If you’ve taken the quiz above, you’re probably wondering about Stella and her very particular trip to the grocery store.

The strange script actually has a purpose. ”We needed a paragraph that had almost all of the English sounds in it,” says Steven Weinberger, a professor of linguistics at George Mason University. He created the Speech Accent Archive, an ambitious project that has asked people everywhere to submit recordings of the “please call Stella” paragraph in order to classify how English is spoken around the world. Our quiz draws on 60 of the 1,964 recordings in the crowdsourced archive.

There is some disagreement about the breadth of the paragraph’s phonetic coverage, but in just 69 words, it manages to include the vast majority of all English vowel sounds and consonant clusters.

Having all of the speakers recite the same series of words makes it much easier to identify general trends in spoken English. ”You can compare and contrast speakers, because they’re all doing the same thing,” says Weinberger. It is easier to tell, for example, that devoicing final consonants is one of the most common mistakes among all non-native English speakers. “It doesn’t matter if you’re a German speaker, Spanish speaker, or Japanese speaker,” he says. “You’re going to devoice your final consonants.”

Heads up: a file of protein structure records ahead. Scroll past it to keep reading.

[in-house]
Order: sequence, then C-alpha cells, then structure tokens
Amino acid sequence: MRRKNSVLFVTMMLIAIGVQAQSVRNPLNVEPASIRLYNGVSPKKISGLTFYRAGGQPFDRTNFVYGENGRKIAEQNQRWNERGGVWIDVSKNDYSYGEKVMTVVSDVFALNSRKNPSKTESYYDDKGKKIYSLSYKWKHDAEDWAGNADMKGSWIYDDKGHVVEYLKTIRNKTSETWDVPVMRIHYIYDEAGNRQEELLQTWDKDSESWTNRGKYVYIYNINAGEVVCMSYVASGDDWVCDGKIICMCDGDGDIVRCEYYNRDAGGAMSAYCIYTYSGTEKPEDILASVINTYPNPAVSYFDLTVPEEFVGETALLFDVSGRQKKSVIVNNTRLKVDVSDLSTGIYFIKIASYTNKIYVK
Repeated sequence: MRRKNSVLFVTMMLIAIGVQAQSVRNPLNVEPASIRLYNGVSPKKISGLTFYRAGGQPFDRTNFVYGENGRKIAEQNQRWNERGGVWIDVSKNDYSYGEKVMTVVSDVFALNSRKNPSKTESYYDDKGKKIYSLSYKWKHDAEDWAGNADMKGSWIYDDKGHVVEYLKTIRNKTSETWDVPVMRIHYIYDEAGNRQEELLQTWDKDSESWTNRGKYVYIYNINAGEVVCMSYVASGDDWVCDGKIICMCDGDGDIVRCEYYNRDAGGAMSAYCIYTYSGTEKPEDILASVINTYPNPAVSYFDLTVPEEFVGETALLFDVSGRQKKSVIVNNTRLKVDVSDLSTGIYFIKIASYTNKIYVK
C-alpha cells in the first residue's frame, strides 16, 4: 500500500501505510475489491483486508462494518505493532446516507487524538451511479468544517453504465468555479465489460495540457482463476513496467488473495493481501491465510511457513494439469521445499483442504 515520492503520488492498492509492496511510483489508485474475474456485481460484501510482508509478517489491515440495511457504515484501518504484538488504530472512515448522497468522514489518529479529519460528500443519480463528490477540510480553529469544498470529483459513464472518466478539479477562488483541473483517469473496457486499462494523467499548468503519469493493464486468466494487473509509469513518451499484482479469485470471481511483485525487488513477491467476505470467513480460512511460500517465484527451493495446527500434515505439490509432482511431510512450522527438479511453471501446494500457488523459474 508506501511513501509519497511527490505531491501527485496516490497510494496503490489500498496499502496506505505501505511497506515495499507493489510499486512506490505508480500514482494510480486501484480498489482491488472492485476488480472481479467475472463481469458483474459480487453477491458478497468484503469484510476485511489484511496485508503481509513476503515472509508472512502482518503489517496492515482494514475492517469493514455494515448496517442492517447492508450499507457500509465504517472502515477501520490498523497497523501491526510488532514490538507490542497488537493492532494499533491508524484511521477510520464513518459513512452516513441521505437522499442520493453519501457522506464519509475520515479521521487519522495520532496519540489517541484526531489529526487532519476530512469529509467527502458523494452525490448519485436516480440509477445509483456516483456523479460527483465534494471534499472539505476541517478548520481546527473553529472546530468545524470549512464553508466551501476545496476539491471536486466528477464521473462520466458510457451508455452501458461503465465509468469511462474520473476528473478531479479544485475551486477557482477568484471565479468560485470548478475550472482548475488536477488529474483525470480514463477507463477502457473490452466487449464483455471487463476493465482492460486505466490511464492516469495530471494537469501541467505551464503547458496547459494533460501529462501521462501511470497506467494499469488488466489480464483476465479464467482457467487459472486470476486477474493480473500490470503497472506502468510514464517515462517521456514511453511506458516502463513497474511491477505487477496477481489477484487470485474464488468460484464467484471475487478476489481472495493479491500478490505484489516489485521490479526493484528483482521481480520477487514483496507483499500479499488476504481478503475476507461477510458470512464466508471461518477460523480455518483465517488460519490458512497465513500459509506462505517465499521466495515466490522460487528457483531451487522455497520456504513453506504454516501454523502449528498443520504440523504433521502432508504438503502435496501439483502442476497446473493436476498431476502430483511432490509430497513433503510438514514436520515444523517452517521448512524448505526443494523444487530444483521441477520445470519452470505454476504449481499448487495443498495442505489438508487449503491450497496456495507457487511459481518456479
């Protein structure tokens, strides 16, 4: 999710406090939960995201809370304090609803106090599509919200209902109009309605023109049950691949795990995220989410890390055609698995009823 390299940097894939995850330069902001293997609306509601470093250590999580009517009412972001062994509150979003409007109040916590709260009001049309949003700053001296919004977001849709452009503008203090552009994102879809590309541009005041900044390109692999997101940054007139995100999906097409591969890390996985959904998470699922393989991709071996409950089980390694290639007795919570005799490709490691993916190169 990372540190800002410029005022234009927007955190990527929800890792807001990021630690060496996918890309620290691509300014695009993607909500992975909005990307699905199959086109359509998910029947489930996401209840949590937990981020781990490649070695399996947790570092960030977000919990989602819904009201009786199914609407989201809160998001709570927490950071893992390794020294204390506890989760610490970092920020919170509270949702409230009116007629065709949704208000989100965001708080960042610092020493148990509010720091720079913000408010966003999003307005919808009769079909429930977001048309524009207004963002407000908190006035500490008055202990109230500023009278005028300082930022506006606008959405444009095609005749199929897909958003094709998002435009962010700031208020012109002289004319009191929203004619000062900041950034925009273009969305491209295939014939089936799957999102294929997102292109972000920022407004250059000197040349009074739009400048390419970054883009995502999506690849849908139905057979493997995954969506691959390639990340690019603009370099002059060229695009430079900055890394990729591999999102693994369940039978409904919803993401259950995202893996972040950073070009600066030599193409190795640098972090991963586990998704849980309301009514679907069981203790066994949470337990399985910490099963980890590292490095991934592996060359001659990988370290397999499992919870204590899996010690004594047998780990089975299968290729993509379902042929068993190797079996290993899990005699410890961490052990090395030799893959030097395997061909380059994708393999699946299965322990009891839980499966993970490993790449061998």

The paragraph—”five thick slabs of blue cheese” and all—has clearly struck a chord with some people. Search YouTube for “please call Stella,” and you will find several videos of people awkwardly reciting the script. One video uses a recording of the paragraph as a saxophonic study on human voice. Another is called THE 2 WEEK “CALL STELLA” CHALLENGE.

You can browse all of the recordings in Weinberger’s archive on the project’s website. But Quartz readers are worldly, and we think you can identify a person’s nationality from just 69 words of English. The quiz above is your chance to prove us right.

Put on your headphones and click the button above to hear a recording by a mystery speaker. See if you can guess where the demands for Stella are coming from.

The Facebook sharing image for this piece is by Bobby Yip for Reuters.